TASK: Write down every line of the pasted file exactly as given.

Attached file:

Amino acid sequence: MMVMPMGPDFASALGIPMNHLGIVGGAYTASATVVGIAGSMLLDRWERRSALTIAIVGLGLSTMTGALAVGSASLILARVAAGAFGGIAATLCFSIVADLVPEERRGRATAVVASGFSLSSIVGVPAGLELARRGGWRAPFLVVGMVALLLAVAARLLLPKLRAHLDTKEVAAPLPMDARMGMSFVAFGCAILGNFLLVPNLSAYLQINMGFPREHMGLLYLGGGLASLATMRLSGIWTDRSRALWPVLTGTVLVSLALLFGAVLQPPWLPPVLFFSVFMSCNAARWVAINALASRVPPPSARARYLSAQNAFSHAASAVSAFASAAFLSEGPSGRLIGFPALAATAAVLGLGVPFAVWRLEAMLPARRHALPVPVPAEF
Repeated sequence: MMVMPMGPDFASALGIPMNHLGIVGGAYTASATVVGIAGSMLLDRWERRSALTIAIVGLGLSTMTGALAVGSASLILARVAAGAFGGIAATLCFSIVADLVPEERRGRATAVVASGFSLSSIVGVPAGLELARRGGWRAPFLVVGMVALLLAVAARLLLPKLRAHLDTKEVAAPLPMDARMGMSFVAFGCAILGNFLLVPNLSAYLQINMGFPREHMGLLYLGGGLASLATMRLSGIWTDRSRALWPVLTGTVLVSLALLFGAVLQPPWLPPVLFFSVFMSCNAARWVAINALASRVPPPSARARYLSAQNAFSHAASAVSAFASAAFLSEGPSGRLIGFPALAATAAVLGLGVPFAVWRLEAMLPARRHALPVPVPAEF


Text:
Amino acid sequence: MMVMPMGPDFASALGIPMNHLGIVGGAYTASATVVGIAGSMLLDRWERRSALTIAIVGLGLSTMTGALAVGSASLILARVAAGAFGGIAATLCFSIVADLVPEERRGRATAVVASGFSLSSIVGVPAGLELARRGGWRAPFLVVGMVALLLAVAARLLLPKLRAHLDTKEVAAPLPMDARMGMSFVAFGCAILGNFLLVPNLSAYLQINMGFPREHMGLLYLGGGLASLATMRLSGIWTDRSRALWPVLTGTVLVSLALLFGAVLQPPWLPPVLFFSVFMSCNAARWVAINALASRVPPPSARARYLSAQNAFSHAASAVSAFASAAFLSEGPSGRLIGFPALAATAAVLGLGVPFAVWRLEAMLPARRHALPVPVPAEF
Repeated sequence: MMVMPMGPDFASALGIPMNHLGIVGGAYTASATVVGIAGSMLLDRWERRSALTIAIVGLGLSTMTGALAVGSASLILARVAAGAFGGIAATLCFSIVADLVPEERRGRATAVVASGFSLSSIVGVPAGLELARRGGWRAPFLVVGMVALLLAVAARLLLPKLRAHLDTKEVAAPLPMDARMGMSFVAFGCAILGNFLLVPNLSAYLQINMGFPREHMGLLYLGGGLASLATMRLSGIWTDRSRALWPVLTGTVLVSLALLFGAVLQPPWLPPVLFFSVFMSCNAARWVAINALASRVPPPSARARYLSAQNAFSHAASAVSAFASAAFLSEGPSGRLIGFPALAATAAVLGLGVPFAVWRLEAMLPARRHALPVPVPAEF